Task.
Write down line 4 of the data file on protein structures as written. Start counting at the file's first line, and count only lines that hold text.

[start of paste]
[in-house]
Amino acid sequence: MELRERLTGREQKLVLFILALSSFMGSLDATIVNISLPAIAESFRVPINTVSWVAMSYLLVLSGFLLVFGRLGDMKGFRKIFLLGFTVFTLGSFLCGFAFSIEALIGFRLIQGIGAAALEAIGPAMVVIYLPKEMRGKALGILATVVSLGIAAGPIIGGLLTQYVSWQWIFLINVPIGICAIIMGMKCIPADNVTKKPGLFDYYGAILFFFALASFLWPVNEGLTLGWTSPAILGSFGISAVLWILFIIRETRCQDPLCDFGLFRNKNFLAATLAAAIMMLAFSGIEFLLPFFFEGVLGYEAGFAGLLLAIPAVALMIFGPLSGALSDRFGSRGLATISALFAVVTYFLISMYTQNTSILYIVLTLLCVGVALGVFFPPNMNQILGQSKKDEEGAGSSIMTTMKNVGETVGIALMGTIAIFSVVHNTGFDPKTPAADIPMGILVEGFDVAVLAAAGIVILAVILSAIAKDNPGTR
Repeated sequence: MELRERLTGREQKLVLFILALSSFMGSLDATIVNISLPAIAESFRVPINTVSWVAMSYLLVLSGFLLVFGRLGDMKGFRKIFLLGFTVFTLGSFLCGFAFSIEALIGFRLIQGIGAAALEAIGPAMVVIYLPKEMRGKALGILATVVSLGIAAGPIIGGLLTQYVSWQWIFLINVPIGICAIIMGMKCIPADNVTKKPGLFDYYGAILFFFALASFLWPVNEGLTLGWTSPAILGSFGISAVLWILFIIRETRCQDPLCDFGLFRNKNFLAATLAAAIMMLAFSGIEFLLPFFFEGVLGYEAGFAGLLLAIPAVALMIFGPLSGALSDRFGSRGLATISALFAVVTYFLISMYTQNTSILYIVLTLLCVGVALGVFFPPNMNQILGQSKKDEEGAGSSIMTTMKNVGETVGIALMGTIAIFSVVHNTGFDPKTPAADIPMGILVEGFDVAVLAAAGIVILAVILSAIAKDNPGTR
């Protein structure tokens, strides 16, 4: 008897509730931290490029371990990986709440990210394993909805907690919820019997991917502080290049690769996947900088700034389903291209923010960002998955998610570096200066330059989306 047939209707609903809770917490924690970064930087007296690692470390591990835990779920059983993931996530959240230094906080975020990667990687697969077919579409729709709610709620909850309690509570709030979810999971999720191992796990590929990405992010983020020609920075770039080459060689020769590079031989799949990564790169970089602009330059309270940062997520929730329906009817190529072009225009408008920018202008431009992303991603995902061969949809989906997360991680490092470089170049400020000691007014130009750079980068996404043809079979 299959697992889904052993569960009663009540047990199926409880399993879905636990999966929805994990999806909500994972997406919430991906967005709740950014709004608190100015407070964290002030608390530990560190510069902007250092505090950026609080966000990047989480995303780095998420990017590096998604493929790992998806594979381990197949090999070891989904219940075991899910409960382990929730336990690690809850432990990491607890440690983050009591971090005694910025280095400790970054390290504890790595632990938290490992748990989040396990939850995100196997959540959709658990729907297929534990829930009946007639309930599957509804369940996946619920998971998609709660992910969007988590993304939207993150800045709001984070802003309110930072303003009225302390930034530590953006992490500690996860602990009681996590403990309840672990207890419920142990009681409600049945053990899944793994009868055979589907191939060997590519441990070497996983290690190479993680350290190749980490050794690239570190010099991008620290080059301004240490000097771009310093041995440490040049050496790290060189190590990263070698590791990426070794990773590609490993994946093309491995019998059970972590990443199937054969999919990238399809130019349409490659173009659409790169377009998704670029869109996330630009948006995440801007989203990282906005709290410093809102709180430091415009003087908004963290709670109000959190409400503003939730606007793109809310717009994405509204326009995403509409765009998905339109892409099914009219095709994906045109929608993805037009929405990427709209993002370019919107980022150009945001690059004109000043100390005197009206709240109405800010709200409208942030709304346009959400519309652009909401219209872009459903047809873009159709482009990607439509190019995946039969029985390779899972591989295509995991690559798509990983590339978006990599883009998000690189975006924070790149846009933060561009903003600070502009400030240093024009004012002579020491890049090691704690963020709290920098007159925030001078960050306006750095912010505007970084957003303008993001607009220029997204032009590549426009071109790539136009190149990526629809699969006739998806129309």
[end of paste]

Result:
């Protein structure tokens, strides 16, 4: 008897509730931290490029371990990986709440990210394993909805907690919820019997991917502080290049690769996947900088700034389903291209923010960002998955998610570096200066330059989306 047939209707609903809770917490924690970064930087007296690692470390591990835990779920059983993931996530959240230094906080975020990667990687697969077919579409729709709610709620909850309690509570709030979810999971999720191992796990590929990405992010983020020609920075770039080459060689020769590079031989799949990564790169970089602009330059309270940062997520929730329906009817190529072009225009408008920018202008431009992303991603995902061969949809989906997360991680490092470089170049400020000691007014130009750079980068996404043809079979 299959697992889904052993569960009663009540047990199926409880399993879905636990999966929805994990999806909500994972997406919430991906967005709740950014709004608190100015407070964290002030608390530990560190510069902007250092505090950026609080966000990047989480995303780095998420990017590096998604493929790992998806594979381990197949090999070891989904219940075991899910409960382990929730336990690690809850432990990491607890440690983050009591971090005694910025280095400790970054390290504890790595632990938290490992748990989040396990939850995100196997959540959709658990729907297929534990829930009946007639309930599957509804369940996946619920998971998609709660992910969007988590993304939207993150800045709001984070802003309110930072303003009225302390930034530590953006992490500690996860602990009681996590403990309840672990207890419920142990009681409600049945053990899944793994009868055979589907191939060997590519441990070497996983290690190479993680350290190749980490050794690239570190010099991008620290080059301004240490000097771009310093041995440490040049050496790290060189190590990263070698590791990426070794990773590609490993994946093309491995019998059970972590990443199937054969999919990238399809130019349409490659173009659409790169377009998704670029869109996330630009948006995440801007989203990282906005709290410093809102709180430091415009003087908004963290709670109000959190409400503003939730606007793109809310717009994405509204326009995403509409765009998905339109892409099914009219095709994906045109929608993805037009929405990427709209993002370019919107980022150009945001690059004109000043100390005197009206709240109405800010709200409208942030709304346009959400519309652009909401219209872009459903047809873009159709482009990607439509190019995946039969029985390779899972591989295509995991690559798509990983590339978006990599883009998000690189975006924070790149846009933060561009903003600070502009400030240093024009004012002579020491890049090691704690963020709290920098007159925030001078960050306006750095912010505007970084957003303008993001607009220029997204032009590549426009071109790539136009190149990526629809699969006739998806129309």